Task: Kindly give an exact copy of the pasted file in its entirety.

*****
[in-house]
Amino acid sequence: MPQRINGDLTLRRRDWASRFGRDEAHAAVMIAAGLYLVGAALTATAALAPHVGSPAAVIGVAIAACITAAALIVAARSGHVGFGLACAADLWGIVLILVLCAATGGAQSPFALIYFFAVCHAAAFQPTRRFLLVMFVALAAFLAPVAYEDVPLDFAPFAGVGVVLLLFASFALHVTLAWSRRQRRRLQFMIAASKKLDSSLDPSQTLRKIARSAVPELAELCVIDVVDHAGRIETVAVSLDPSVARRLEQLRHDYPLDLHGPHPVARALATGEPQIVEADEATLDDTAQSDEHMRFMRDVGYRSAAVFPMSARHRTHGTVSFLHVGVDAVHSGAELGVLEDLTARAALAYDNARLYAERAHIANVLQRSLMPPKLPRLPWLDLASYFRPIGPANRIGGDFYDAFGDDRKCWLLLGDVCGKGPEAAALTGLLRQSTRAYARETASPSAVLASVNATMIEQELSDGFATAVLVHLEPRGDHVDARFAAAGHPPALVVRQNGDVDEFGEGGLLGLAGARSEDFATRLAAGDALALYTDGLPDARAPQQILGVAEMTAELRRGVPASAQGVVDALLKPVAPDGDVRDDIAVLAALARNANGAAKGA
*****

[in-house]
Amino acid sequence: MPQRINGDLTLRRRDWASRFGRDEAHAAVMIAAGLYLVGAALTATAALAPHVGSPAAVIGVAIAACITAAALIVAARSGHVGFGLACAADLWGIVLILVLCAATGGAQSPFALIYFFAVCHAAAFQPTRRFLLVMFVALAAFLAPVAYEDVPLDFAPFAGVGVVLLLFASFALHVTLAWSRRQRRRLQFMIAASKKLDSSLDPSQTLRKIARSAVPELAELCVIDVVDHAGRIETVAVSLDPSVARRLEQLRHDYPLDLHGPHPVARALATGEPQIVEADEATLDDTAQSDEHMRFMRDVGYRSAAVFPMSARHRTHGTVSFLHVGVDAVHSGAELGVLEDLTARAALAYDNARLYAERAHIANVLQRSLMPPKLPRLPWLDLASYFRPIGPANRIGGDFYDAFGDDRKCWLLLGDVCGKGPEAAALTGLLRQSTRAYARETASPSAVLASVNATMIEQELSDGFATAVLVHLEPRGDHVDARFAAAGHPPALVVRQNGDVDEFGEGGLLGLAGARSEDFATRLAAGDALALYTDGLPDARAPQQILGVAEMTAELRRGVPASAQGVVDALLKPVAPDGDVRDDIAVLAALARNANGAAKGA